by George J. Dance


William Carman Roberts (1874-1941) in 1897. Courtesy New Brunswick Literary Encyclopedia.

William Carman Roberts
Born December 6, 1874
Fredericton, New Brunswick
Died November 21, 1941 (aged 66)
New London, Connecticut
Occupation managing editor
Nationality Canada Canadian
Alma mater University of New Brunswick
Spouse(s) Mary Fanton

William Carman Roberts (December 6, 1874 - November 21, 1941) was a Canadian poet who was managing editor of The Literary Digest in New York City for 30 years.


Roberts was born in Fredericton, New Brunswick, to Emma Wetmore Bliss and Anglican clergyman Rev. George Goodridge Roberts. His eldest brother was Charles G.D. Roberts, sometimes called "The Father of Canadian Poetry." His siblings Jane Elizabeth MacDonald and Theodore Goodridge Roberts would also be poets and writers.[1]

He began writing poetry from an early age, and had his first published poems in the Dominion Illustrated when he was sixteen.[1]

Like his brothers and sister, William Roberts attended Fredericton Collegiate School and then the University of New Brunswick. However, he dropped out of university in 1896 due to ill health.[1]

In 1897, Roberts moved to New York City, staying at the same boarding house as his brother Charles and his cousin Bliss Carman. Charles found him a job at The Illustrated American. After just a few months, William Roberts moved to The Literary Digest. He remained at the Digest for the rest of his career, becoming managing editor, a position he held for 30 years.[1]

In 1899, he spent much of the year in England, accompanied by his brother Charles, working on an unidentified assignment for the Digest.[1]

William Roberts continued to write and publish through the late 1890s. In 1899 his poems were collected in Northland Lyrics, an anthology of poems by him and his siblings Jane and Theodore, edited by their brother Charles.[1]

In December 14, 1906, William Roberts married Mary Fanton, a journalist and editor for several magazines throughout New York (including Arts and Decoration, which she edited for 17 years, The Craftsman, and New Idea Woman's Magazine).[1]

While "Roberts was sometimes discouraged about being the least famous and accomplished of the three brothers... he did manage to maintain financial security throughout his life. In fact he supported his two brothers from time to time when they needed help. In this regard, he was integral to their success."[1]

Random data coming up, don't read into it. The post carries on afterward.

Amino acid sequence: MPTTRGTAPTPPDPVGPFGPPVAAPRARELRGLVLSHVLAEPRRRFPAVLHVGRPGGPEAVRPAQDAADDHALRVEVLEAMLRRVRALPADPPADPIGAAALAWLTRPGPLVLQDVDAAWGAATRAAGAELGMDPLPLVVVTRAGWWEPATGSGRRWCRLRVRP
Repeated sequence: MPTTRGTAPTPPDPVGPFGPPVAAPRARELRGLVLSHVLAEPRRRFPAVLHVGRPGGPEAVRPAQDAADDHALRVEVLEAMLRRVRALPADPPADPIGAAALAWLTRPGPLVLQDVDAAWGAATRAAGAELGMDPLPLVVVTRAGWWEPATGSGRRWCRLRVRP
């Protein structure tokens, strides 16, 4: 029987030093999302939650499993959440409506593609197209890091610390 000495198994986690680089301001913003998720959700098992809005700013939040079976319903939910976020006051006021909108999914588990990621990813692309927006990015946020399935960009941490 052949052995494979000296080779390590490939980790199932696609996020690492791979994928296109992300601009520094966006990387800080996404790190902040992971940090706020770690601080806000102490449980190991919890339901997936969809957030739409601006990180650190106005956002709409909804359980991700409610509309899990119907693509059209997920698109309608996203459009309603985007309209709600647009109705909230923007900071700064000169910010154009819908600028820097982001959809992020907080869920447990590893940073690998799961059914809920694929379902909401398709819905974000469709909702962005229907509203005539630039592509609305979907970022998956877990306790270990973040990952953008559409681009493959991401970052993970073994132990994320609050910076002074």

The Literary Digest's circulation began to fall in the late 1930s. Roberts left in 1938, just before the last issue was published. In 1940 he and his wife retired to an estate in Oswegatchie, Connecticut.[1]

On November 21, 1941, Roberts was found lying on a road near his estate, where he had suffered a heart attack. He was taken to New London, Connecticut, where he died shortly after.</ref>


The New Brunswick Literary Encyclopedia (NBLE) says that "Roberts' poetry focused on romance and loss. There is a pervading loneliness in his work. Though his work is rather heavy with emotion, his poems often turn toward the light at the end."[1]

Shortly after the publication of Northland Lyrics (says the NBLE), Roberts "began to focus on prose, publishing articles on the North-West Mounted Police and Wilfrid Laurier. He also wrote a few political articles for The Craftsman, which his wife Mary Fanton edited. Of significance were the articles 'Vitality Of The Monroe Doctrine' and 'Are We Becoming Civilized Too Rapidly?'."[1]




  • "Are We Becoming Civilized Too Rapidly?" The Craftsman 17.4 (1910): 355-359.
  • "Vitality Of The Monroe Doctrine." The Craftsman 25.4 (1914): 311-314.

Except where noted, bibliographical information courtesy St. Thomas University.[1]

See alsoEdit


  1. 1.00 1.01 1.02 1.03 1.04 1.05 1.06 1.07 1.08 1.09 1.10 1.11 Kelsey Boone, "William Carman Roberts," New Brunswick Literary Encyclopedia, Web, June 10, 2011.
  2. Northland Lyrics (1899), Internet Archive, Web, Nov. 25, 2012.

External linksEdit

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